Once and for All by Sarah Dessen

*Last summer I made it my mission to read all 12 of Sarah Dessen’s books in a series I called Summer Sundays with Sarah. You can click HERE to see my full wrap up. I’m happy to say Dessen has released her 13th book this month, which I review below!

“But really, in a perfect wedding–or world– you wanted the best possible beginning. Start on a high note and, no matter what song follows, chances are just better that it will be music to your ears.”

Synopsis from GoodreadsLouna, daughter of famed wedding planner Natalie Barrett, has seen every sort of wedding: on the beach, at historic mansions, in fancy hotels and clubs. Perhaps that’s why she’s cynical about happily-ever-after endings, especially since her own first love ended tragically. When Louna meets charming, happy-go-lucky serial dater Ambrose, she holds him at arm’s length. But Ambrose isn’t about to be discouraged, now that he’s met the one girl he really wants.

Feelings: I think that Dessen made a lot of smart choices in this storyline. The way the story was structured was the best way to let us slowly understand Louna as her understanding of herself grew as well. Events in Louna’s past shaped her and impacted her at multiple points in the story, so it was great to go  back to those moments and see how it all came together. I also really appreciated that we saw multiple love stories going on and that they all came together in different ways. No couple had the same experience, so it was really refreshing.

Also refreshing? The wedding planning. This was so fun to read about and to see all the different kinds of brides and weddings.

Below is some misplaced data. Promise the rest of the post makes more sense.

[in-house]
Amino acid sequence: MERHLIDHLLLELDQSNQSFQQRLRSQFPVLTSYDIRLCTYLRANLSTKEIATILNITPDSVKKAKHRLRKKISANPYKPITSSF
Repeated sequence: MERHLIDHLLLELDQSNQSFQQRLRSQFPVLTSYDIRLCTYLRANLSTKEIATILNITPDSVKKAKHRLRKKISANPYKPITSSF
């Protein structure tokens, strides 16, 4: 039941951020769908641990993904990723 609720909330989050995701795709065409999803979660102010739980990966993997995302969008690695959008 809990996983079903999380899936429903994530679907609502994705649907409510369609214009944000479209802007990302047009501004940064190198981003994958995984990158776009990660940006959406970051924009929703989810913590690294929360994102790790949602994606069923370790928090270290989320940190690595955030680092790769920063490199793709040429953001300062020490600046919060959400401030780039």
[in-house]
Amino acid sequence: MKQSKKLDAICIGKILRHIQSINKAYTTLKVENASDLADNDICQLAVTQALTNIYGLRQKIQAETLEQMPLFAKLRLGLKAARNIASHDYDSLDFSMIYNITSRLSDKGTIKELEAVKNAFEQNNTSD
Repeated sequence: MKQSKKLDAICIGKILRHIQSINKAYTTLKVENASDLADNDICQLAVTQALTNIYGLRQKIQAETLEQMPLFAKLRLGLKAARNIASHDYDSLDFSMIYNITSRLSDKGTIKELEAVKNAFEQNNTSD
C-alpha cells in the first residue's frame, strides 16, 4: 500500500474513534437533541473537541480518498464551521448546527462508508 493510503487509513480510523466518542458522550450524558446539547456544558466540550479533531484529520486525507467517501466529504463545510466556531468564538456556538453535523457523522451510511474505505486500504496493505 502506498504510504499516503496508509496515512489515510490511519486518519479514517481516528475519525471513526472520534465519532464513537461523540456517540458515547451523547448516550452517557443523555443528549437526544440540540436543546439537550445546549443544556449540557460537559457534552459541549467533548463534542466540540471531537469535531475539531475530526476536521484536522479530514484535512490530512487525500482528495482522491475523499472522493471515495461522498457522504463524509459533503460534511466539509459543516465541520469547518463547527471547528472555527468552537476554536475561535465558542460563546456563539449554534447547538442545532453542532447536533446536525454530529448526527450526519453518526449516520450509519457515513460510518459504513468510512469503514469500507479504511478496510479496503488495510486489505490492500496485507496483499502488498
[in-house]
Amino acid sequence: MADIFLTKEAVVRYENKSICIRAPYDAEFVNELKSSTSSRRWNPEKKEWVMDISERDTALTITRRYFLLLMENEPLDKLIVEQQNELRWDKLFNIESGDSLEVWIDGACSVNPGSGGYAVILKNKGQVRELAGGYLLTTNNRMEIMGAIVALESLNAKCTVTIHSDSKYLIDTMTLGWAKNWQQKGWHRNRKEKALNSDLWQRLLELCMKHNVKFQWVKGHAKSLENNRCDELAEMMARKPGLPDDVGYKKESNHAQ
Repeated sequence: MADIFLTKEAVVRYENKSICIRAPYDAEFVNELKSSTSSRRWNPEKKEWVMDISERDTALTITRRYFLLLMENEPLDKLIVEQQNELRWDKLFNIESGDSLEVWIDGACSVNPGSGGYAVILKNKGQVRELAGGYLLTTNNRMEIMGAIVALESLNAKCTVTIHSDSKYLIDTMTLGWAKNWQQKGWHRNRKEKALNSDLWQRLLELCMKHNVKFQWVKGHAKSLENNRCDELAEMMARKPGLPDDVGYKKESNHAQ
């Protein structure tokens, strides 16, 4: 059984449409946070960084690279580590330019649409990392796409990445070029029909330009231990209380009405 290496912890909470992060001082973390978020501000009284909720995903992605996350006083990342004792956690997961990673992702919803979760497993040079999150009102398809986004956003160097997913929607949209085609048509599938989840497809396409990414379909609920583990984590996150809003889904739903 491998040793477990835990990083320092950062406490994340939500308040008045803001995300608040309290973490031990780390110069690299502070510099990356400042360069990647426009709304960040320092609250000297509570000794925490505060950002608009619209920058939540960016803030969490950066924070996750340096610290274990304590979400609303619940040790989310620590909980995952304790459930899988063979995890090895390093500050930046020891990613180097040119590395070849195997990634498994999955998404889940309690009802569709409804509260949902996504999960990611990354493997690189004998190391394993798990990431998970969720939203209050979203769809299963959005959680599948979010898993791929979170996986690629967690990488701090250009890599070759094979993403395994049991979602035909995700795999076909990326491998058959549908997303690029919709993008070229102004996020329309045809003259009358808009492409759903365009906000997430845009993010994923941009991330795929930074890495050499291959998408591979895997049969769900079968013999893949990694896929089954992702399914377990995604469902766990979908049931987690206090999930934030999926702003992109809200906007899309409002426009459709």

Issues: Something I think all of Dessen’s books have in common is that they’re slow to get started. It always takes me a few chapters to really get hooked in and invested and that was true with this book. However, Dessen goes back and forth in time every other chapter, making it even trickier for me to catch on. It just took a little while, but I was into the rhythm before I made it to the halfway point.

Even though we had a lot of love stories all woven into one, the main storyline got jipped. I wish we’d gotten to see these two characters actually together for a lot longer than the last chapter.

Jilly felt like a useless character. She adds to the conflict at the end, but that’s seriously her only purpose. It just seemed like she was there because Louna needed a best friend.

Finally, I wish we’d gone a little deeper into the school shooting conflict. It seemed like she never got any kind of help. The only side of it that we got was what related to Ethan. I wonder how the story would have been if we’d chosen ONE major conflict for Louna to navigate through, rather than her juggling one in the past and one in the present, mostly unrelated.

Characters: Louna reminds me of a few other Dessen heroines, but she still has her own unique experiences. As the reader, I could totally understand why Louna was so guarded. I was able to empathize with her and root for her to heal. We were set up at the end to guess how her healing could continue, but I maybe would have loved a smidge more resolution for her.